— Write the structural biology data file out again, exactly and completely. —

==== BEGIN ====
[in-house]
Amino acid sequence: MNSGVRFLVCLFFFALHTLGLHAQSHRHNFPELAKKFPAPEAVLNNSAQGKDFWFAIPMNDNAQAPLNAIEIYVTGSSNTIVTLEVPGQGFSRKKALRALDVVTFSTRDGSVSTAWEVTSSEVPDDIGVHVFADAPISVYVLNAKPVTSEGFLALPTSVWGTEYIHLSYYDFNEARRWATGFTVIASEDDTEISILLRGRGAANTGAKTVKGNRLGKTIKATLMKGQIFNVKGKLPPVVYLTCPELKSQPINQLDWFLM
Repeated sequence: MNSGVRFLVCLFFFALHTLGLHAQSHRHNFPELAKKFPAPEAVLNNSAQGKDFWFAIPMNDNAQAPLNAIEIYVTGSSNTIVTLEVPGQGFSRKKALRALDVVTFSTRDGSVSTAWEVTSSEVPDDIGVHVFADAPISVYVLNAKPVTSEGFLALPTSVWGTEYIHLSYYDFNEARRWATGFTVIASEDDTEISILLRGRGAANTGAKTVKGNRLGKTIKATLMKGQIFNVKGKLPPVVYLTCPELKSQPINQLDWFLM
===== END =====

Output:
[in-house]
Amino acid sequence: MNSGVRFLVCLFFFALHTLGLHAQSHRHNFPELAKKFPAPEAVLNNSAQGKDFWFAIPMNDNAQAPLNAIEIYVTGSSNTIVTLEVPGQGFSRKKALRALDVVTFSTRDGSVSTAWEVTSSEVPDDIGVHVFADAPISVYVLNAKPVTSEGFLALPTSVWGTEYIHLSYYDFNEARRWATGFTVIASEDDTEISILLRGRGAANTGAKTVKGNRLGKTIKATLMKGQIFNVKGKLPPVVYLTCPELKSQPINQLDWFLM
Repeated sequence: MNSGVRFLVCLFFFALHTLGLHAQSHRHNFPELAKKFPAPEAVLNNSAQGKDFWFAIPMNDNAQAPLNAIEIYVTGSSNTIVTLEVPGQGFSRKKALRALDVVTFSTRDGSVSTAWEVTSSEVPDDIGVHVFADAPISVYVLNAKPVTSEGFLALPTSVWGTEYIHLSYYDFNEARRWATGFTVIASEDDTEISILLRGRGAANTGAKTVKGNRLGKTIKATLMKGQIFNVKGKLPPVVYLTCPELKSQPINQLDWFLM